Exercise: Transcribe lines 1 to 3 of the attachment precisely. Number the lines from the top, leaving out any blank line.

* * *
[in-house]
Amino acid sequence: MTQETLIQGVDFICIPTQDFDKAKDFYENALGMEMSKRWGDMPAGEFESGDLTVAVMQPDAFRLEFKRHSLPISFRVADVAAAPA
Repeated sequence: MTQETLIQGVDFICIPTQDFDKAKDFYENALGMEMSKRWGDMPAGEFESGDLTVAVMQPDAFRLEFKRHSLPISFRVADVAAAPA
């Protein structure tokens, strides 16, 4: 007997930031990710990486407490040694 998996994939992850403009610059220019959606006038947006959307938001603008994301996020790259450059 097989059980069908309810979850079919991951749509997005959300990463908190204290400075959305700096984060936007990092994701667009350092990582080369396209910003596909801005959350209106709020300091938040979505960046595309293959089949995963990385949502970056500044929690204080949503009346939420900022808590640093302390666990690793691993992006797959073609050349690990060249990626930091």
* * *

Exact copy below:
[in-house]
Amino acid sequence: MTQETLIQGVDFICIPTQDFDKAKDFYENALGMEMSKRWGDMPAGEFESGDLTVAVMQPDAFRLEFKRHSLPISFRVADVAAAPA
Repeated sequence: MTQETLIQGVDFICIPTQDFDKAKDFYENALGMEMSKRWGDMPAGEFESGDLTVAVMQPDAFRLEFKRHSLPISFRVADVAAAPA